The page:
(April 29, 2020) Introduction: Four years ago, when editor in chief Gail Picco was working on a book, she wrote a chapter featuring Chantelle Uribe, a young woman who spent three years as a street canvasser, or chugger as they are sometimes called. The profile never made it into the book, but we’ve updated it to give you a look into the lives of the people behind the clipboards.
You know them.
They do their work on the street and in pairs, eager young canvassers holding clipboards and wearing vests identifying them with the charity they are representing. They’ll see you coming a mile away, and when you see them, they say, can I talk to you for a minute? If you answer with a not now, they’ll wish you a very good day. If you stop by to chat, prepare to be engaged.
The sight of these fundraising teams has become so pervasive, in the U.K. they have become known as chuggers, a combination of charity and mugger.
Chantelle Uribe is 24 years old. She was a ‘chugger’ in Kitchener-Waterloo for three years.
Growing up in a large sprawling suburb of Toronto, Chantelle was surrounded by a mix of housing developments, industrial areas, factories and shopping malls. Chantelle’s mother has worked in customer service for a Mississauga company that makes salt for more than 20 years. Her father has worked in the syrup room of a soda pop factory close to Pearson International Airport. They are both very socially engaged. Chantelle has heard stories about them from other community members all her life.
“He’s the shop steward of the union local,” says Chantelle over coffee in a neighbourhood café on an overcast day in February. With a cotton scarf around her neck, she has wavy dark hair touching her shoulders, and brown eyes that are bright and lively.
“He’s all about power to the people and has a big Che Guevara tattoo on his arm,” she said of her father.
“When my dad looks at the greed in society, it leaves a very bitter taste in his mouth. He’s very much a ‘love your neighbour’ kind of guy. When he looks at systemic injustices, he gets frustrated. I’ve always tried to connect him to a cause he might care about but he says he just hates people,” Chantelle said with a big laugh.
Chantelle’s mom and dad came to Canada from Colombia in the 1970s. Her mom was eight and her father was 12. I ask, was it her parents that taught her about social injustice, and inspired her sense of charity?
“Oh no. I was born in the early 90s and I saw a lot of DRTV, you know, direct response television, for lots of different charities. I wasn’t their target audience, but I had the urge to respond. I pestered. Mom, Dad, can we donate, can we give? Can we give? Please? Please?’”
“They brushed me off with different excuses. You are our charity, they’d say. But, for me, that’s where my whole interest in charity started. Honestly, some of those ads really stuck with me. I didn’t know who some of those celebrities were at the time, but it hit home.”
Once Chantelle finished high school, she moved ninety kilometers west to Waterloo to begin her undergraduate degree in arts at Sir Wilfred Laurier University.
Street canvassing, also called face-to-face or direct dialogue fundraising was pioneered during the mid-1990s by Greenpeace in the U.K., an organization well-known for its attention-getting campaigns on a range of high-profile environmental issues from whaling to Arctic drilling.”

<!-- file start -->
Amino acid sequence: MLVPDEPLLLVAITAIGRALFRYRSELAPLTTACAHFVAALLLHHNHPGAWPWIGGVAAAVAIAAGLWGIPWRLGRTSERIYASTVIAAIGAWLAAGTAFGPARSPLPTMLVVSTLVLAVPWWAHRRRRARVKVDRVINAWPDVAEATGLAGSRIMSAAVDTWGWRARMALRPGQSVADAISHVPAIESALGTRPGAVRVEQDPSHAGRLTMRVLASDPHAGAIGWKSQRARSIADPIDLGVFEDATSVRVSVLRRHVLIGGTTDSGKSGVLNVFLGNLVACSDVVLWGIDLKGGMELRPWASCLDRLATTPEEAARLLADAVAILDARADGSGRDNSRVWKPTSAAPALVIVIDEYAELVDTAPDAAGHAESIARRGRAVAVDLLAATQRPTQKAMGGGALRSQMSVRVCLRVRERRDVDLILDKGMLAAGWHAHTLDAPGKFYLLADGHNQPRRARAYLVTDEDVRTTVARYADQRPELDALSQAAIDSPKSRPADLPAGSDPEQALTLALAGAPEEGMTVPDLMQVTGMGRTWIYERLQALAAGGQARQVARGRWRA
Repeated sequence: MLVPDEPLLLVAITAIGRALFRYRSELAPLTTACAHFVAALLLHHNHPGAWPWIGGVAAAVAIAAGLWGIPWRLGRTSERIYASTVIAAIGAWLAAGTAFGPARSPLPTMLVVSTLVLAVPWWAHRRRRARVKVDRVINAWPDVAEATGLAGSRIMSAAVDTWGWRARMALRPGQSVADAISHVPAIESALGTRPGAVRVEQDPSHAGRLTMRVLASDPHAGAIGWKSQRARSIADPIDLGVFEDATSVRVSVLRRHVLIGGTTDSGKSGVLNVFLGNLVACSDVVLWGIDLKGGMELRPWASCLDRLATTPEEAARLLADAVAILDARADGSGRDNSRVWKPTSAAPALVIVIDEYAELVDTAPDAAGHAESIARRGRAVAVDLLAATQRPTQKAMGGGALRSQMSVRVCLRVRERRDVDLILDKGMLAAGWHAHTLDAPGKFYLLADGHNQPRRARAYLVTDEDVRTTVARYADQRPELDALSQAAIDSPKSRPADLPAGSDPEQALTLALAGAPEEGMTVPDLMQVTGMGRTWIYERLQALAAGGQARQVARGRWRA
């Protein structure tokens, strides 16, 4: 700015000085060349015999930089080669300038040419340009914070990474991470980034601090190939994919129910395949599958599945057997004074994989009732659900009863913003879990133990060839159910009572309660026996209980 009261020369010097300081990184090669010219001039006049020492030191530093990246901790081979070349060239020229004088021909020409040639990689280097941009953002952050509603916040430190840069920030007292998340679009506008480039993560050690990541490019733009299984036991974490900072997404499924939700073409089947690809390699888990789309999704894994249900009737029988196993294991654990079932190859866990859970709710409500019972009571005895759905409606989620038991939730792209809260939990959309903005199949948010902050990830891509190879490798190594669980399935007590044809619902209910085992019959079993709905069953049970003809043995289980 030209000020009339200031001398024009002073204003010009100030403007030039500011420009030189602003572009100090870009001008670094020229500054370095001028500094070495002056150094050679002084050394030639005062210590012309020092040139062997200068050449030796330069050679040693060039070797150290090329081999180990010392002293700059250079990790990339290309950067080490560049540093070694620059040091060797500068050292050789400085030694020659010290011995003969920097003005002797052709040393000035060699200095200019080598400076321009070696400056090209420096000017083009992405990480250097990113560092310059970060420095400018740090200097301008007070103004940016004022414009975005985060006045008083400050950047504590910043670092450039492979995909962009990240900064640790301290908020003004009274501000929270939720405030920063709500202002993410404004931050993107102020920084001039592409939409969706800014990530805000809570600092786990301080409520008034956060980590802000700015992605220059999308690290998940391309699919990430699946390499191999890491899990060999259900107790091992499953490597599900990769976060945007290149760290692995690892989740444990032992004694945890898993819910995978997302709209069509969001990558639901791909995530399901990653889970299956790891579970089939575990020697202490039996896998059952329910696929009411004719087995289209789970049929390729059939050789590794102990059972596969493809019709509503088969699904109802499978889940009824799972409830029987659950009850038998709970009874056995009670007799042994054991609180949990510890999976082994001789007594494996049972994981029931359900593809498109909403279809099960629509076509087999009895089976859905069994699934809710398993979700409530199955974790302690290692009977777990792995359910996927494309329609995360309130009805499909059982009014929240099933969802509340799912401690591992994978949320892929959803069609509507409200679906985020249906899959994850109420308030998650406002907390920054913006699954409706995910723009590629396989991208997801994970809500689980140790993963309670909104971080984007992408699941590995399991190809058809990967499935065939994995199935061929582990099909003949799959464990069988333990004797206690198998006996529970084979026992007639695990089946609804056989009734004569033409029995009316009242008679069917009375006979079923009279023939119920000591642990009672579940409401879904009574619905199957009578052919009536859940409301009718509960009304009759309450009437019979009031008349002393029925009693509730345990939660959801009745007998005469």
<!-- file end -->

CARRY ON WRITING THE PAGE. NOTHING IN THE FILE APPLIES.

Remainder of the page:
They were looking for new donors- especially younger donors, like Chantelle. And they wanted their street canvassers to reflect the people they considered prospective donors. So, they hired informed and articulate young people who were passionate about the environment, organized them into two-person teams (for safety, and to maximize their personal charisma), gave them clipboards and aprons clearly identifying them with Greenpeace, and sent them out on the street. Their job was to approach people and engage them in a talk about the environment. When the conversation progressed, they popped the question of becoming a monthly donor of Greenpeace.
By 1998, Greenpeace had acquired 300,000 new monthly supporters and rolled street canvassing across the world. Other charities, seeing Greenpeace’s unusual success with a younger demographic, started their own street canvassing campaigns. Throughout the next two decades, many more charities would embrace street canvassing as a fundraising tool.
When Chantelle and her roommate were trying to figure out summer plans, her friend suggested Chantelle join her at the company where she’d spent the previous summer doing street canvassing for a range of clients.
“Just think about it,” she said. “These kids who get sponsored, they have an opportunity to get an education all because you just had a conversation with someone on the street. How cool is that?’”
Remembering the DRTV she watched as a child- and knowing she loved to talk to people, Chantelle signed up. This is my calling now, she said.
It’s one thing to be an environmental activist that is out on the street seeking support for your cause. It’s a different matter to be a mercenary- to take on many clients, many caues, and be equally engaging for them all. Chantelle quicklylearned the value of a good, well-learned pitch.
“I fundraised for the CNIB, the Centre for Addiction and Mental Health and the Nature Conservancy of Canada,” she says. “The ones I did that were international were Plan, Médecins Sans Frontières, Amnesty International and UNICEF. They’re all so different.”
Here’s how she framed her approach to street canvassing for the CNIB: